Economic Recession? Depression?

Just how bad might things get?

By SHARE

Nigel Gault of IHS Global Insight gives one of the more bearish outlooks that I have seen. And Obama won't save us, he says:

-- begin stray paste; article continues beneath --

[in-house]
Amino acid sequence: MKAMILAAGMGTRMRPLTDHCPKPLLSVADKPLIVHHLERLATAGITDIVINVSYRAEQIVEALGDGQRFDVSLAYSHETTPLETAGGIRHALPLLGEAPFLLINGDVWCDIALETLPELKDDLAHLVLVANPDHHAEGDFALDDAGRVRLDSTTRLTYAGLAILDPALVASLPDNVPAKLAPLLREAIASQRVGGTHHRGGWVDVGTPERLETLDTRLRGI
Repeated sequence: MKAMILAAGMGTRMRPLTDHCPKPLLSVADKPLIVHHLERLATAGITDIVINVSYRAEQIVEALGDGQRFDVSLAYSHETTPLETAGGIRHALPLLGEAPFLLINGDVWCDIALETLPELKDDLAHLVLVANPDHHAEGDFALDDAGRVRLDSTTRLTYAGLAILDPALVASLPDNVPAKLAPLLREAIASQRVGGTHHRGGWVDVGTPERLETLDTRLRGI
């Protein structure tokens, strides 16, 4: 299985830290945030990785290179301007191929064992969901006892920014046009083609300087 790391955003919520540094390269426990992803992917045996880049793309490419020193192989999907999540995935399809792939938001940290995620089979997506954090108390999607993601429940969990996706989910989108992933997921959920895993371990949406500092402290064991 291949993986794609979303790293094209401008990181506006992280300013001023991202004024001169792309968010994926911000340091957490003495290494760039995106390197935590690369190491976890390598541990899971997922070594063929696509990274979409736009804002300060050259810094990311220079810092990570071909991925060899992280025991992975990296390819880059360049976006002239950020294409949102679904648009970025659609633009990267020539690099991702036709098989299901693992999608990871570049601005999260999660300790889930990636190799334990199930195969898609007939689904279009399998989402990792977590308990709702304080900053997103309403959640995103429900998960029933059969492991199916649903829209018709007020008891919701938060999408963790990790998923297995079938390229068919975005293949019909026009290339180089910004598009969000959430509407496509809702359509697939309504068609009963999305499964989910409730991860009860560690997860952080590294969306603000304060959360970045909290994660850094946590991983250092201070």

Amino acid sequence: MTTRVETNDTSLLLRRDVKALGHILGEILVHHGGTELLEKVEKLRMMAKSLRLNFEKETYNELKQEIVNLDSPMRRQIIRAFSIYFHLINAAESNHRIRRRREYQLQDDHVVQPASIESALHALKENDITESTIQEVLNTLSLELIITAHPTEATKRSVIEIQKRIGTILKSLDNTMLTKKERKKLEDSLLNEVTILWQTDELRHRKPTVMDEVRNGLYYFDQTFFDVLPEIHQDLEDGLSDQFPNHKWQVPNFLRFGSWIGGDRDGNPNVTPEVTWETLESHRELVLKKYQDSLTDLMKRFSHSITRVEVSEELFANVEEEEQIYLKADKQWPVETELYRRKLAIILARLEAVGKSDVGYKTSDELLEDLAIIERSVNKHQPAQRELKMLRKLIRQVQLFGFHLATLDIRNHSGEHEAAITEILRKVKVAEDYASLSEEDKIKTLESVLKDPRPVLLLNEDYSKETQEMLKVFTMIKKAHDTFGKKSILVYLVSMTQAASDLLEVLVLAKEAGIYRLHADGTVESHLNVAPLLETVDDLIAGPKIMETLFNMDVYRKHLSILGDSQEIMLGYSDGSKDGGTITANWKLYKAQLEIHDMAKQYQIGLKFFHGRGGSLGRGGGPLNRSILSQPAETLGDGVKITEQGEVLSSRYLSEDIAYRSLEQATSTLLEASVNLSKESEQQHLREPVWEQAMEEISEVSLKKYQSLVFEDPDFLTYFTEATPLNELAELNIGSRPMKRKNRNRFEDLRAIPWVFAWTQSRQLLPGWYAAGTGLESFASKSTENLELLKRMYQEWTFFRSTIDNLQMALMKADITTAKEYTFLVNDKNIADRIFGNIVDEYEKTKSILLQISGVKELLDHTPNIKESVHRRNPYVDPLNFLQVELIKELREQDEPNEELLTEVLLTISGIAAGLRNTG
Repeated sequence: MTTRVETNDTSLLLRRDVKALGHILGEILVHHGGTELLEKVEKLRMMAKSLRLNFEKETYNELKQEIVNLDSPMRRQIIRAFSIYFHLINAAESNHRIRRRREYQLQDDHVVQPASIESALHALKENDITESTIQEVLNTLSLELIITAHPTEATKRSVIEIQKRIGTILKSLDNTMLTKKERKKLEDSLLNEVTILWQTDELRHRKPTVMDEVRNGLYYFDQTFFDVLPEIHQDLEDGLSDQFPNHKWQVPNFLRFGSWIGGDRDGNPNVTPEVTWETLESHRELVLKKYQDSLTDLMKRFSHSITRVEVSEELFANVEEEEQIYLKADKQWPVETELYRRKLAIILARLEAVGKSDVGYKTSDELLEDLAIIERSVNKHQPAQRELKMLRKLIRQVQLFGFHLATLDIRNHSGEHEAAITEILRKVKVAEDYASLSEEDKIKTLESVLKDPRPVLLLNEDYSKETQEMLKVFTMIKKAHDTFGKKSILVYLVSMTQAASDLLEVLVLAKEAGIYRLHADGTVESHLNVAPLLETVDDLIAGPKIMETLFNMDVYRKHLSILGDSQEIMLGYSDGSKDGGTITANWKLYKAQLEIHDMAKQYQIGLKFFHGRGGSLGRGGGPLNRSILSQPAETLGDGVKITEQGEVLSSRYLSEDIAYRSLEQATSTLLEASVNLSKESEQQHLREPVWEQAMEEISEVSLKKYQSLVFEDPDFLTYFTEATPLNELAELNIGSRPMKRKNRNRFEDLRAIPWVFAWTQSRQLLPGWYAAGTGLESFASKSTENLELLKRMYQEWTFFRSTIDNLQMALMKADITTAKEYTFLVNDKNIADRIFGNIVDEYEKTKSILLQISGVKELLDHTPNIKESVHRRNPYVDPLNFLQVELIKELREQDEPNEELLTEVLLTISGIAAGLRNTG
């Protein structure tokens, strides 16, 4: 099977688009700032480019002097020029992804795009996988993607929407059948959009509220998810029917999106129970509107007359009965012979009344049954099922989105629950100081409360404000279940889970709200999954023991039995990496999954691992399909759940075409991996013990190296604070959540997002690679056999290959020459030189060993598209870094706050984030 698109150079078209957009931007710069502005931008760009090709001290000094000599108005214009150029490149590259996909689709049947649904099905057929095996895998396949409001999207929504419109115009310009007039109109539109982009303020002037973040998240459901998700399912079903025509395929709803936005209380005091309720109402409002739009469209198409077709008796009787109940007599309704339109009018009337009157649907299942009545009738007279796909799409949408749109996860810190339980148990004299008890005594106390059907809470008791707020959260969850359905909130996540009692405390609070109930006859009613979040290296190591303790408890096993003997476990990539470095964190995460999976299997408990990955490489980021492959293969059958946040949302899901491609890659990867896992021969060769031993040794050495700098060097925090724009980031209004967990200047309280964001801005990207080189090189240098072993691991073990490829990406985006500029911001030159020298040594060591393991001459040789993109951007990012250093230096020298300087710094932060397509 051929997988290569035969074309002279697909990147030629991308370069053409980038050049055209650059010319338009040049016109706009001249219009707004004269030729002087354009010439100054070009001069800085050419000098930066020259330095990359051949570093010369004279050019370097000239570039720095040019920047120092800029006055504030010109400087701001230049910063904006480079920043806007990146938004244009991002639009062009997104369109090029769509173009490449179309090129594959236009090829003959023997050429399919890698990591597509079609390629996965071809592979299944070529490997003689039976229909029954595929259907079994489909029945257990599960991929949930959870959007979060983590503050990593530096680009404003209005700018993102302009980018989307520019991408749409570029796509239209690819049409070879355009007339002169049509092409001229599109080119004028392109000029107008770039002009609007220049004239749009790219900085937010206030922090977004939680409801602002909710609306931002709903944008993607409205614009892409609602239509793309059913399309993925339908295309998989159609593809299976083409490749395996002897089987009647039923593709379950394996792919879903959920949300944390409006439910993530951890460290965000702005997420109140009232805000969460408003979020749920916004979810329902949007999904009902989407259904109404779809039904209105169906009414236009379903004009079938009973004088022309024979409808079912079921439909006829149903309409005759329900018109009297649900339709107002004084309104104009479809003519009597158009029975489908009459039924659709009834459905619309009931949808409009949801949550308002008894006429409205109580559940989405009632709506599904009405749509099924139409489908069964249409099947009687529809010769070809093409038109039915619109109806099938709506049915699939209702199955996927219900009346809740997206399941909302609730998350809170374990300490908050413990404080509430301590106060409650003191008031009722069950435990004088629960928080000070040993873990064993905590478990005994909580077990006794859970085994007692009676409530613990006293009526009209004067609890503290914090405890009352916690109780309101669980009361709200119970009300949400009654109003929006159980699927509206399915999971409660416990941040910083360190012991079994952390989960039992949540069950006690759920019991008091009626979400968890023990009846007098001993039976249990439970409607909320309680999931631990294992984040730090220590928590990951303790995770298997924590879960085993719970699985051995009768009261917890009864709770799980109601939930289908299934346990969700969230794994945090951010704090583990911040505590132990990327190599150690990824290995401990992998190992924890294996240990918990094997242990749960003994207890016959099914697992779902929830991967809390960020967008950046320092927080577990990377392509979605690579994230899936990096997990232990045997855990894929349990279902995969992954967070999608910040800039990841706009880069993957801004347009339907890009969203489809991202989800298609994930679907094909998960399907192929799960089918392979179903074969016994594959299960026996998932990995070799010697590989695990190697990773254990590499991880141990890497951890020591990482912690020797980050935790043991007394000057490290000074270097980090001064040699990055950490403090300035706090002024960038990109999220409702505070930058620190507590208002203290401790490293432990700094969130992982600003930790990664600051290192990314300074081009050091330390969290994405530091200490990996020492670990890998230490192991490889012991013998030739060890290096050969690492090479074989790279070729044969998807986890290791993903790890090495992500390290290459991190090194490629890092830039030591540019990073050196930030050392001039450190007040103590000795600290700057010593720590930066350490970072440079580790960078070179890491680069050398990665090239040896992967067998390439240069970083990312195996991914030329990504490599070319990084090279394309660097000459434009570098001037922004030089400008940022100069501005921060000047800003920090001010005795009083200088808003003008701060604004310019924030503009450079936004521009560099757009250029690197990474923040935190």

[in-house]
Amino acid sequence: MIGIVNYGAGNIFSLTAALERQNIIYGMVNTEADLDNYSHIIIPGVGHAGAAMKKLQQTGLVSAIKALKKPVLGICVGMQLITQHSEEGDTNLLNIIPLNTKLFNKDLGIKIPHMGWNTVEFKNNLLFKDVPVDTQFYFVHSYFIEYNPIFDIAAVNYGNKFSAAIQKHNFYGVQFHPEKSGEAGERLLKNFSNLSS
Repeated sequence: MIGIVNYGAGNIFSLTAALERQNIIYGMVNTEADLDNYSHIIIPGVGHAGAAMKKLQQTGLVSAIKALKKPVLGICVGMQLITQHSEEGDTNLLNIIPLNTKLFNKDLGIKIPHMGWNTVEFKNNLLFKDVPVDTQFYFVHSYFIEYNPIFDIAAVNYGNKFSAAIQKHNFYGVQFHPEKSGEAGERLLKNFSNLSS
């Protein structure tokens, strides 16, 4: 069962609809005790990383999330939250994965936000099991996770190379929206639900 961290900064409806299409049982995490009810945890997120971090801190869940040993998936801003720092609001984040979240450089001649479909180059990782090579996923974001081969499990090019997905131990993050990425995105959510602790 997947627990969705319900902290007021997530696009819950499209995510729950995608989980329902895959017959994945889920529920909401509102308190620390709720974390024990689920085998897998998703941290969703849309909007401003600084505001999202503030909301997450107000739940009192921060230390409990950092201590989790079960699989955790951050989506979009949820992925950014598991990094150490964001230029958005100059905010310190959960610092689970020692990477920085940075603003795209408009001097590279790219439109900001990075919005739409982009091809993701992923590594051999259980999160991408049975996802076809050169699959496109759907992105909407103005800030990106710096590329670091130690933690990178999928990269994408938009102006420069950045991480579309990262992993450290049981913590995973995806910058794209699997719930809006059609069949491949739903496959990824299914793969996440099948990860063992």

Happy New Year? Maybe in 2010  As we enter 2009, the U.S. and global economies are in steep decline, in what is the most severe synchronized global downturn of recent times. ... One year from now, we will probably be able to look forward to 2010 with solid hope for a resumption of global growth. But first we have to get through 2009, which will likely see the first decline in world real GDP in the postwar era. ... We expect U.S. real GDP to drop 5.6% in the fourth quarter and 5.4% in the first quarter of 2009. ... We see negative growth through mid-2009, and only anemic positive growth in the second half, so that would put the recession's length at somewhere between 18 and 24 months—the longest in the postwar era. In terms of depth, we anticipate a 3.4% peak-to-trough decline in real GDP, exceeded only by the short-but-sharp 1957–58 recession (down 3.7%). The calendar-year GDP outcome for 2009 is minus 2.5% growth, worse even than the 1.9% drop in 1982. ... The holiday shopping season is proving as bad as retailers had feared. Real consumption dropped 3.8% in the third quarter; we expect declines in the 2.5–3.0% range in the fourth and first quarters. The decline in the labor market is accelerating; the United States lost 533,000 jobs in November and we expect a loss of 550,000–600,000 in December. We see the unemployment rate at 9.1% by the end of 2009. Housing starts and prices continue to retreat, with no end in sight, and nonresidential construction is poised for a steep drop in 2009. Export growth had been propping up the U.S. economy, but with the rest of the world in recession, we now expect exports to contract 7.0% in 2009. ... The Obama administration-in-waiting is preparing a large fiscal-stimulus package. ... The message from the Obama camp is that the package will be valued somewhere between $675 billion and $775 billion over two years. But how quickly can the funds actually be spent? Infrastructure spending is a key part of the package, and it cannot be turned on and off like a faucet. We assume that the funds will take much longer than two years to spend out, and that the actual total stimulus injected over the first two years will be $500 billion. Combined with the Fed's vigorous easing, the package should help to stabilize the economy in the second half of 2009 and promote some recovery during 2010.

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